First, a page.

Having thus established the distinction between supernatural prudence and human prudence, we can see much evidence for the virtue of Christian prudence in the life of Fr Doyle. He truly pointed his life towards Heaven, his ultimate end, and he was prudent in doing so. By following the classic Ignatian exercise of rigorous self-examination, aided by a constant habit of taking notes about his spiritual life, his successes and his sins, he came to know himself and his weaknesses, and thus to grow in all the virtues. This is important – Fr Doyle was naturally hot tempered and impetuous. Such characters can often be imprudent. It was something he had to struggle with throughout life, but the prudent habit of self-examination helped him in the task.
In his dealings with others he had to exercise prudence. Only a prudent man could win the souls of those hardened against faith, or touch the soul of Fanny Cranbush the street prostitute, or manage to win the love of the soldiers to whom he ministered. And only a prudent man would be so avidly sought out for spiritual direction as Fr Doyle was.
Fr Doyle also had to exercise prudence in his efforts to open a retreat house for workers. He even went so far as going on a fact-finding mission in England and in Europe to better understand how such houses worked elsewhere. A prudent man is always willing to learn from others who have more experience.
But having said all of this, there remains the question of Fr Doyle’s penances. There are critics who believe them to have been imprudent. Irrespective of the issue of prudence in human terms, were they imprudent in terms of the cardinal virtue of Christian prudence?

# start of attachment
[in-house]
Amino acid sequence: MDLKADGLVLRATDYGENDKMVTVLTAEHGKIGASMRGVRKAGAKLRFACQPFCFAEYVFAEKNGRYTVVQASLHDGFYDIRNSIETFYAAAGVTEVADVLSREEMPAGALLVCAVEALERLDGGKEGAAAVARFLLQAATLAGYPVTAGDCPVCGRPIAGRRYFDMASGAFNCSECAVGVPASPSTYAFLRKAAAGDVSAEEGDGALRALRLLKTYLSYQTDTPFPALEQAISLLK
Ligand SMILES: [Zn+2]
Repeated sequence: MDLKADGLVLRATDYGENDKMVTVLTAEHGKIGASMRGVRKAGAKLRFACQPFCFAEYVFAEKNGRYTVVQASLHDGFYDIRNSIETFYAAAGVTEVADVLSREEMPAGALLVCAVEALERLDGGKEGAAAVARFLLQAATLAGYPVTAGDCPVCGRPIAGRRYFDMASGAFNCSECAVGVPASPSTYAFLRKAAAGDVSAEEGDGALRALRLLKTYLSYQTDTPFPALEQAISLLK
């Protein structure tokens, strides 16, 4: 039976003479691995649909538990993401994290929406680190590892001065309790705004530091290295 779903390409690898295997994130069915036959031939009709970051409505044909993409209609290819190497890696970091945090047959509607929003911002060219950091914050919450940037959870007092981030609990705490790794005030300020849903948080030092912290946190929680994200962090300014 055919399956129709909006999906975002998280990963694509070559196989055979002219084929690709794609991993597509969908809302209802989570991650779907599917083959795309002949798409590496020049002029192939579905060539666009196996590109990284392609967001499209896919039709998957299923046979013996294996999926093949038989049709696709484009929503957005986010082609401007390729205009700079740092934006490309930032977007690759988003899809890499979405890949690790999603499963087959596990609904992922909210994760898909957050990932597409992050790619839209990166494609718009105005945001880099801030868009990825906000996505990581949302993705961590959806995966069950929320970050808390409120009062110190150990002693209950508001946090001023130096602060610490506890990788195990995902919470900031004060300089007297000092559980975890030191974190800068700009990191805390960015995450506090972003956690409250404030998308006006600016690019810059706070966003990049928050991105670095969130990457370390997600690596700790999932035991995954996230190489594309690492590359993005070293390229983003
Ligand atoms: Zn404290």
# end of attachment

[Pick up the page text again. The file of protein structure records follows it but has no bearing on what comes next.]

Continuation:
This is a big topic, and beyond the scope of the discussion today. But for now, four points will suffice:
1. Everything Fr Doyle did had a precedent in the lives of the saints. If we are to dismiss Fr Doyle for his penance, we must also dismiss many of the canonised saints, including St Ignatius, the founder of the Jesuits. Many canonised saints have publicly stated that they had been imprudent in the matter of penance in their early years.
2. Fr Doyle had permission for his penances. The Jesuit provincial placed him under the supervision of a wise Jesuit to supervise his penances. Fr Doyle feared this development as he felt this Jesuit would be most unsympathetic when it came to Fr Doyle’s perceived calling to penance. In fact, this priest only modified Fr Doyle’s penances in very minor ways and Fr Doyle was surprised at how little his confessor wished him to change.
3. He felt that he had a special calling to a life of penance, above and beyond that of those around him. His superiors evidently agreed.
4. He never allowed those he advised to adopt harsh physical penances. As he said on one occasion to someone to whom he was giving spiritual direction:
I do not want, in fact I forbid you, to be imprudent in the matter of corporal penances.
In the light of all of the above, and especially in terms of what he (and his confessor) perceived to be his special calling, it would seem that he was not generally imprudent in the matter of his penances.
There remains, then, the matter of the war. Fr Doyle certainly took risks in saving others, but his willingness to lay down his life in service of others is certainly not imprudent in the supernatural sense.
The following quote from his letter home is significant:
I feel wonderful peace and confidence in leaving myself absolutely in God’s Hands. Only I know it would not be right, I would like never to take shelter from bursting shells; and up to a few days ago, till ordered by the Colonel, I never wore a steel helmet. I want to give myself absolutely to Him to do with me just as He pleases, to strike or kill me, as He wishes, trying to go along bravely and truthfully, looking up into His loving Face, for surely He knows best.
Crucially, Fr Doyle, who would prefer never to have to hide from shells, does so because he knows that doing so would not be right, and would be a failure of prudence, and he also obeyed the order to wear a steel helmet.
Despite his naturally hot temper, there is ample evidence of the virtue of prudence in Fr Doyle’s life.